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Does the invasive plant, Impatiens glandulifera, promote soil erosion along the riparian zone? An investigation on a small watercourse in northwest Switzerland



The invasive plant, Impatiens glandulifera (common English name: Himalayan Balsam), is now found in many river catchments in most European countries. Its preference for damp, nutrient-rich soils, along with its intolerance to cold weather and rapid dieback, has implicated it in promoting soil erosion along the riparian zone. Despite the implication, its influence on the sediment dynamics of river systems remains unconfirmed. This communication reports the preliminary findings of ongoing work to investigate a possible link between I. glandulifera and accelerated erosion rates in inland river systems.

Materials and methods

Erosion pins, a micro-profile bridge, and a digital caliper were employed to measure changes in the soil surface profile (SSP) at six separate locations, each contaminated with I. glandulifera, along the riparian zone of a small watercourse in northwest Switzerland. Changes in SSP were also measured at an identical number of nearby locations supporting natural vegetation, in order to establish baseline erosion conditions. Soil surface profiles at all 12 locations were re-measured on seven separate occasions, from October 2012 to May 2013. This covers the time before dieback occurred to the germination and seasonal regrowth of new plants.

Results and discussion

A total of 720 individual SSP measurements were recorded during the above monitoring period. Increasingly negative values relative to initial values were documented at most transects, indicating a net reduction in soil surface elevations. This is interpreted as evidence of the removal (i.e., erosion) of surface material. Paired samples statistical analysis of the data indicate that erosion from contaminated sites was significantly greater than erosion from topographically comparable reference sites (t =−5.758; P < 0.05; N = 359) supporting natural vegetation.


The results provide tentative yet compelling evidence that I. glandulifera promotes soil erosion along the riparian zone of the watercourse investigated. Given the unrelenting spread of this notoriously invasive plant throughout inland river systems in many countries, the likelihood of greater quantities of nutrient-rich sediment entering into aquatic environments may steadily reduce water quality in all affected catchments. An absence of effective control measures capable of halting or even slowing its rate of invasion may make it increasingly difficult for affected European Union member states to meet and then maintain key water quality standards set by the Water Framework Directive (WFD) when fully implemented in 2015.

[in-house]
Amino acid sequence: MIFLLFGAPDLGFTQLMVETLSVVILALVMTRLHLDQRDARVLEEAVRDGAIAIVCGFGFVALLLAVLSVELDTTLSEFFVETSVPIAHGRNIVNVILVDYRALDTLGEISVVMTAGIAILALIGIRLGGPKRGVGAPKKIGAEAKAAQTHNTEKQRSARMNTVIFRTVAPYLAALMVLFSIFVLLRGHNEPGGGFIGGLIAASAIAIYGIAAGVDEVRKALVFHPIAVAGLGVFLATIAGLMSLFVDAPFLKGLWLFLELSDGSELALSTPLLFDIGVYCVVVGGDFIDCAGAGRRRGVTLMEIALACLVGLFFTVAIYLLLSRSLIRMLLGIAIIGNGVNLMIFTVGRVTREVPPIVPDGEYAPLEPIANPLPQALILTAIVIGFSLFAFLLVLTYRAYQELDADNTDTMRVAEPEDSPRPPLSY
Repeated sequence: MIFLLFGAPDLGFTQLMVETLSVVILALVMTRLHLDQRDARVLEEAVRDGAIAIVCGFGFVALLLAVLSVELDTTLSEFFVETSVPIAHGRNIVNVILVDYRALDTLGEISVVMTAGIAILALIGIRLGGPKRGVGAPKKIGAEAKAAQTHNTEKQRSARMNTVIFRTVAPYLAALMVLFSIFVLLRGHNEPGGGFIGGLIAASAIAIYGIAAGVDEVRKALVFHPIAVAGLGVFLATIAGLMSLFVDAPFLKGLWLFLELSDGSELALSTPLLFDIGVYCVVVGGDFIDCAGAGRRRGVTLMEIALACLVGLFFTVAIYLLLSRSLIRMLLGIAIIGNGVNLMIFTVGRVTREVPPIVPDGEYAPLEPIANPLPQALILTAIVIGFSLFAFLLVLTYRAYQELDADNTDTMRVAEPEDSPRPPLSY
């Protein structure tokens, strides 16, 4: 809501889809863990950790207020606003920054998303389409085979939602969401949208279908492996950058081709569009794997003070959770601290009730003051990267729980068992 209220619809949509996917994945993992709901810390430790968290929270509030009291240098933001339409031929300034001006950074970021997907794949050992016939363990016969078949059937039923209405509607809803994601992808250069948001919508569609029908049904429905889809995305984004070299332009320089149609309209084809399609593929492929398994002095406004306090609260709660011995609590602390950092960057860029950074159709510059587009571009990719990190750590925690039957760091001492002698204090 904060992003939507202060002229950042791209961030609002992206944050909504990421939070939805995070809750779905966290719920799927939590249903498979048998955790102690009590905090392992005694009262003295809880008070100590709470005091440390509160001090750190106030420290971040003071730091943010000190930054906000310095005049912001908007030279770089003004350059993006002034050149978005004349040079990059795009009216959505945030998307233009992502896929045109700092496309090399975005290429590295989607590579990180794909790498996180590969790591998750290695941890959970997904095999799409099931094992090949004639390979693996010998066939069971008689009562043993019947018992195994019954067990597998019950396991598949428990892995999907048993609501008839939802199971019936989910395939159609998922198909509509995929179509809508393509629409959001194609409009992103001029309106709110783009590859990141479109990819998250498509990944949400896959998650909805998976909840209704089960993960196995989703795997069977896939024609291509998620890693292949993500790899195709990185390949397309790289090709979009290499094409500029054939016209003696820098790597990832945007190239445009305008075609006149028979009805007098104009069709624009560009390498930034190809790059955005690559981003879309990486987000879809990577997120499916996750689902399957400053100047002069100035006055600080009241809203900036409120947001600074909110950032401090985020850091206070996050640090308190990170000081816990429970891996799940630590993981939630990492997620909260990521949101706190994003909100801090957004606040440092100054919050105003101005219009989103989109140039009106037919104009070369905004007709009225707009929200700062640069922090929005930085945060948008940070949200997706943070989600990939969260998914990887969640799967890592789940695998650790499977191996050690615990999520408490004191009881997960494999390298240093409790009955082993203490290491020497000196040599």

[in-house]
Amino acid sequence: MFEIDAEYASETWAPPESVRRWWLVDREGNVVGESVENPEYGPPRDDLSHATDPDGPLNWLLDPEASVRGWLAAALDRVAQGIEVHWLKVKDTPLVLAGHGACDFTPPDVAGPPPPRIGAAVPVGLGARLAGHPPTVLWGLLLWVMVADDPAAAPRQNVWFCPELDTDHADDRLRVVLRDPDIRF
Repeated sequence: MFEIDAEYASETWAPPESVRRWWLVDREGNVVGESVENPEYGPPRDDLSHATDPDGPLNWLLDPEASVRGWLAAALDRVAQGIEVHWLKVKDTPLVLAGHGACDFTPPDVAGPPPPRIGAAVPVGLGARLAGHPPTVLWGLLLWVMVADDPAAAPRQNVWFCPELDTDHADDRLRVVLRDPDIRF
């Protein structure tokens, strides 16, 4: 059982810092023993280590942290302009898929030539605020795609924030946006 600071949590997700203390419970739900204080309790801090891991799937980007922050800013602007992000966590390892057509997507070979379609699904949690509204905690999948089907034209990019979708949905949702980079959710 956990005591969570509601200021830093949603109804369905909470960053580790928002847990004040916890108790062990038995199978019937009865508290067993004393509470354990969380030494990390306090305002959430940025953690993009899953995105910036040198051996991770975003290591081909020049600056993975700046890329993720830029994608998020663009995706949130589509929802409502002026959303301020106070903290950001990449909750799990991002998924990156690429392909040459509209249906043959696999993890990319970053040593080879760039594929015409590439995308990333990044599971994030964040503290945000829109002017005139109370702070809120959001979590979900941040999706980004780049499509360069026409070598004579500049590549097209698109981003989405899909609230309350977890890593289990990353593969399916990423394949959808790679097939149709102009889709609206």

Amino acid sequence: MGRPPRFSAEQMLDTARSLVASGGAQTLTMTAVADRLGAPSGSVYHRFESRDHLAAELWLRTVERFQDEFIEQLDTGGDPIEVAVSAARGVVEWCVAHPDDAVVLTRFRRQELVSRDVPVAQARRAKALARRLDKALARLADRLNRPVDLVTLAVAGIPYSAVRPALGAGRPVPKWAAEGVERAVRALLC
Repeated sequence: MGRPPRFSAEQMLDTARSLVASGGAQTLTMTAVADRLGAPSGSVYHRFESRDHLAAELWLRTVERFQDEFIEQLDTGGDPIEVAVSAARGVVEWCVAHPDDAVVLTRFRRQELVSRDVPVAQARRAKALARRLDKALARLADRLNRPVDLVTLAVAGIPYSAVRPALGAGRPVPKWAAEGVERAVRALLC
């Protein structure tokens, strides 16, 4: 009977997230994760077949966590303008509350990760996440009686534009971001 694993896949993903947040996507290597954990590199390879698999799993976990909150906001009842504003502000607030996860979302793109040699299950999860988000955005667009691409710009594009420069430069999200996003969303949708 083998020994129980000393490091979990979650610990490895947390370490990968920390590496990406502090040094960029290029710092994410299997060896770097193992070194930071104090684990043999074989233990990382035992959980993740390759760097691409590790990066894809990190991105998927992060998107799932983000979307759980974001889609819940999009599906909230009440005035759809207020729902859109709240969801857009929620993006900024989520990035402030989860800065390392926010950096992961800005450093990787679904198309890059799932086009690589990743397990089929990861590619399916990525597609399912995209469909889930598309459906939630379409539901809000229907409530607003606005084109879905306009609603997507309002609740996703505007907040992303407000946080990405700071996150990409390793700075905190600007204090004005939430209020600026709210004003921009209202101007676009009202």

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This investigation was funded by the Physical Geography and Environmental Change Research Group, Department of Environmental Sciences, University of Basel, Switzerland. We are grateful to the ‘Bürgergemeinde’ (Community Mayor of Common Lands) from the town of Brislach, in Canton Basel-Landschaft, for granting ongoing access to the study site. Thanks are also extended to Dr. W. Fister for his help and advice, to S. Kuonen for producing Fig. 2, to D. Hügli, S. Tresch, and R. Gisin, for their collective assistance in making the study possible, and to three anonymous reviewers for their extremely helpful comments and suggestions, all of which have served to strengthen the paper.

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Correspondence to Philip Greenwood.

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Greenwood, P., Kuhn, N.J. Does the invasive plant, Impatiens glandulifera, promote soil erosion along the riparian zone? An investigation on a small watercourse in northwest Switzerland. J Soils Sediments 14, 637–650 (2014).

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  • Impatiens glandulifera (Himalayan Balsam)
  • Erosion pins
  • Invasive plant
  • Micro-profile bridge
  • Riparian zone
  • Soil surface profile